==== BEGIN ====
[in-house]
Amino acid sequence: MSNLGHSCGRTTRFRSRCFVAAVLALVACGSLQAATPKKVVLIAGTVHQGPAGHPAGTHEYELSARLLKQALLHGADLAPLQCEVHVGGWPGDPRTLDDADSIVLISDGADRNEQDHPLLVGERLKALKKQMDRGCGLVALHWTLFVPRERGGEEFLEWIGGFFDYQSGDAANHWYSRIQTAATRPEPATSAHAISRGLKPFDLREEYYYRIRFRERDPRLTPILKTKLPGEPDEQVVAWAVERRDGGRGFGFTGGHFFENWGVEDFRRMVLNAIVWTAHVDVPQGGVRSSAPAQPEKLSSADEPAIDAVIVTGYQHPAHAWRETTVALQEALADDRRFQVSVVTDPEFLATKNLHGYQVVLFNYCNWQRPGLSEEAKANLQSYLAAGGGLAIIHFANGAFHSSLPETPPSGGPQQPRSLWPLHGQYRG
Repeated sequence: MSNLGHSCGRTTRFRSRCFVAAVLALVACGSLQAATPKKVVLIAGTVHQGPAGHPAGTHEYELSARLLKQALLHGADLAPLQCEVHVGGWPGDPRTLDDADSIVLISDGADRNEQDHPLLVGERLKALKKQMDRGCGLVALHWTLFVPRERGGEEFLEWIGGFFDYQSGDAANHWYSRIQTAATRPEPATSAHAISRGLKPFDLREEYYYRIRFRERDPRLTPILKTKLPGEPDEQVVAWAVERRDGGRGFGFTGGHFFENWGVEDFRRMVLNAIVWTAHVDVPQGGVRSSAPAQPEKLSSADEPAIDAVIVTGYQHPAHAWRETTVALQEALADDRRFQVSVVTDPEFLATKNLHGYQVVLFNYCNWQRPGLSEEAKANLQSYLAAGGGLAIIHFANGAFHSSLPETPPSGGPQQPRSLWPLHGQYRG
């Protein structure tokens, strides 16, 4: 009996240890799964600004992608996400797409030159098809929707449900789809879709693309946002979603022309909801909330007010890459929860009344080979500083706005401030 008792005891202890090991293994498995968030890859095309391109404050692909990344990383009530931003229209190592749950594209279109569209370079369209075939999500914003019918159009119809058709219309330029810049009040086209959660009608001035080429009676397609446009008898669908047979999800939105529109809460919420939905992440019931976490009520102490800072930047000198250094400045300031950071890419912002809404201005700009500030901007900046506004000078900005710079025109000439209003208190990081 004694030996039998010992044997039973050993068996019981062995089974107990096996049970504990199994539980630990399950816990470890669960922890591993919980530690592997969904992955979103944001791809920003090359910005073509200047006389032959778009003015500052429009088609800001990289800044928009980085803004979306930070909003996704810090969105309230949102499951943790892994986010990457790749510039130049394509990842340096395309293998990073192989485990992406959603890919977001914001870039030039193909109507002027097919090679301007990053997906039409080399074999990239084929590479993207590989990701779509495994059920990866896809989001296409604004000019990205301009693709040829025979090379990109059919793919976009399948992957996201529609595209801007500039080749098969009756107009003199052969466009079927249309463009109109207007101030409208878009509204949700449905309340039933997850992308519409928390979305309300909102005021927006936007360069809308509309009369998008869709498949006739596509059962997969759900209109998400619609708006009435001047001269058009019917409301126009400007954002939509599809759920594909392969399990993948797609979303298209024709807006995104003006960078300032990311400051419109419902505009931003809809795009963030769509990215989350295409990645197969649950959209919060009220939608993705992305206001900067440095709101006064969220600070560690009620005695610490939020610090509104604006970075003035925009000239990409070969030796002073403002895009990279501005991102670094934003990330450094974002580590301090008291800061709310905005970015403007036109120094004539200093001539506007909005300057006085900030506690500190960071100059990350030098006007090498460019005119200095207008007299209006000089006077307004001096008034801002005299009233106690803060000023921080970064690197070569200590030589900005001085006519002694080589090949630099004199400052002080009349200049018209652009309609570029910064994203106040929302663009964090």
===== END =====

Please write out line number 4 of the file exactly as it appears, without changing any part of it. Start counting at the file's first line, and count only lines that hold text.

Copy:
């Protein structure tokens, strides 16, 4: 009996240890799964600004992608996400797409030159098809929707449900789809879709693309946002979603022309909801909330007010890459929860009344080979500083706005401030 008792005891202890090991293994498995968030890859095309391109404050692909990344990383009530931003229209190592749950594209279109569209370079369209075939999500914003019918159009119809058709219309330029810049009040086209959660009608001035080429009676397609446009008898669908047979999800939105529109809460919420939905992440019931976490009520102490800072930047000198250094400045300031950071890419912002809404201005700009500030901007900046506004000078900005710079025109000439209003208190990081 004694030996039998010992044997039973050993068996019981062995089974107990096996049970504990199994539980630990399950816990470890669960922890591993919980530690592997969904992955979103944001791809920003090359910005073509200047006389032959778009003015500052429009088609800001990289800044928009980085803004979306930070909003996704810090969105309230949102499951943790892994986010990457790749510039130049394509990842340096395309293998990073192989485990992406959603890919977001914001870039030039193909109507002027097919090679301007990053997906039409080399074999990239084929590479993207590989990701779509495994059920990866896809989001296409604004000019990205301009693709040829025979090379990109059919793919976009399948992957996201529609595209801007500039080749098969009756107009003199052969466009079927249309463009109109207007101030409208878009509204949700449905309340039933997850992308519409928390979305309300909102005021927006936007360069809308509309009369998008869709498949006739596509059962997969759900209109998400619609708006009435001047001269058009019917409301126009400007954002939509599809759920594909392969399990993948797609979303298209024709807006995104003006960078300032990311400051419109419902505009931003809809795009963030769509990215989350295409990645197969649950959209919060009220939608993705992305206001900067440095709101006064969220600070560690009620005695610490939020610090509104604006970075003035925009000239990409070969030796002073403002895009990279501005991102670094934003990330450094974002580590301090008291800061709310905005970015403007036109120094004539200093001539506007909005300057006085900030506690500190960071100059990350030098006007090498460019005119200095207008007299209006000089006077307004001096008034801002005299009233106690803060000023921080970064690197070569200590030589900005001085006519002694080589090949630099004199400052002080009349200049018209652009309609570029910064994203106040929302663009964090």